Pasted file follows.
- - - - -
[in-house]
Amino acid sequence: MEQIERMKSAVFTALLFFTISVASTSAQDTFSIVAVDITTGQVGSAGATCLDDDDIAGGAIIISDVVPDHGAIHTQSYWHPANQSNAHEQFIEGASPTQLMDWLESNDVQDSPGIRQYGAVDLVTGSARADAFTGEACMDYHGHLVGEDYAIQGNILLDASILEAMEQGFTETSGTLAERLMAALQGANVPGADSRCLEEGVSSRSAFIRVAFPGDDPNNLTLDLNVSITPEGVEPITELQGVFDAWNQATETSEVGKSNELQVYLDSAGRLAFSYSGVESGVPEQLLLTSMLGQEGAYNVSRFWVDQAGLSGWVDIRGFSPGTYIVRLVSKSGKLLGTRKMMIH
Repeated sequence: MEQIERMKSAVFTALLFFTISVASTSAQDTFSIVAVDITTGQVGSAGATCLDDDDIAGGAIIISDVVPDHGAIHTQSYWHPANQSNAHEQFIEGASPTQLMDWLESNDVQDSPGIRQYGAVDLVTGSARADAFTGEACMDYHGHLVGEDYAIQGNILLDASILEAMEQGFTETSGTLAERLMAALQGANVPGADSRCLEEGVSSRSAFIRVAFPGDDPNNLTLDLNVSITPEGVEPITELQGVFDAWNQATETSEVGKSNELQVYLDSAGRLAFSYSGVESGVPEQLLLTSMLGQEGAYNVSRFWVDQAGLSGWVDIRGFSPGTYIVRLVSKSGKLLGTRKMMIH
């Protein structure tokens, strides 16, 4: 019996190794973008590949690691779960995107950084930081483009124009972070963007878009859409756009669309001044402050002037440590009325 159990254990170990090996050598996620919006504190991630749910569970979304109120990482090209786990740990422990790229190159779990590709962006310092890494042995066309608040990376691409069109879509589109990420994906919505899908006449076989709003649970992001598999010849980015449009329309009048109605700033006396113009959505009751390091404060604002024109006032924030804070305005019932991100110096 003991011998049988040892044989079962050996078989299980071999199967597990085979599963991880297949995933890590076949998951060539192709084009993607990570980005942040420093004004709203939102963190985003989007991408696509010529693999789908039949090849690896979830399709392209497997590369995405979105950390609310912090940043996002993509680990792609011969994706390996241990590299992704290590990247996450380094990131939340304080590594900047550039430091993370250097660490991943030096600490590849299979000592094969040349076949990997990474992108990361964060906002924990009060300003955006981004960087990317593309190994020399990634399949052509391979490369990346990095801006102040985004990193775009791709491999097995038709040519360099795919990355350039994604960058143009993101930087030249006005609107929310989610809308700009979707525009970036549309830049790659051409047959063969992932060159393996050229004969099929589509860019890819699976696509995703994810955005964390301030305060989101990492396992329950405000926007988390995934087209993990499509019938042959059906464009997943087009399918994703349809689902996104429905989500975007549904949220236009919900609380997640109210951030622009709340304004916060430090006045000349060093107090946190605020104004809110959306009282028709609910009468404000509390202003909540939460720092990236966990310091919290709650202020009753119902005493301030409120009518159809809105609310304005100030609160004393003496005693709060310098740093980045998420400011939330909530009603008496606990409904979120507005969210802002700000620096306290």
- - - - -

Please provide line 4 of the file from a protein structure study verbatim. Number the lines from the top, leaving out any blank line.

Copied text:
């Protein structure tokens, strides 16, 4: 019996190794973008590949690691779960995107950084930081483009124009972070963007878009859409756009669309001044402050002037440590009325 159990254990170990090996050598996620919006504190991630749910569970979304109120990482090209786990740990422990790229190159779990590709962006310092890494042995066309608040990376691409069109879509589109990420994906919505899908006449076989709003649970992001598999010849980015449009329309009048109605700033006396113009959505009751390091404060604002024109006032924030804070305005019932991100110096 003991011998049988040892044989079962050996078989299980071999199967597990085979599963991880297949995933890590076949998951060539192709084009993607990570980005942040420093004004709203939102963190985003989007991408696509010529693999789908039949090849690896979830399709392209497997590369995405979105950390609310912090940043996002993509680990792609011969994706390996241990590299992704290590990247996450380094990131939340304080590594900047550039430091993370250097660490991943030096600490590849299979000592094969040349076949990997990474992108990361964060906002924990009060300003955006981004960087990317593309190994020399990634399949052509391979490369990346990095801006102040985004990193775009791709491999097995038709040519360099795919990355350039994604960058143009993101930087030249006005609107929310989610809308700009979707525009970036549309830049790659051409047959063969992932060159393996050229004969099929589509860019890819699976696509995703994810955005964390301030305060989101990492396992329950405000926007988390995934087209993990499509019938042959059906464009997943087009399918994703349809689902996104429905989500975007549904949220236009919900609380997640109210951030622009709340304004916060430090006045000349060093107090946190605020104004809110959306009282028709609910009468404000509390202003909540939460720092990236966990310091919290709650202020009753119902005493301030409120009518159809809105609310304005100030609160004393003496005693709060310098740093980045998420400011939330909530009603008496606990409904979120507005969210802002700000620096306290």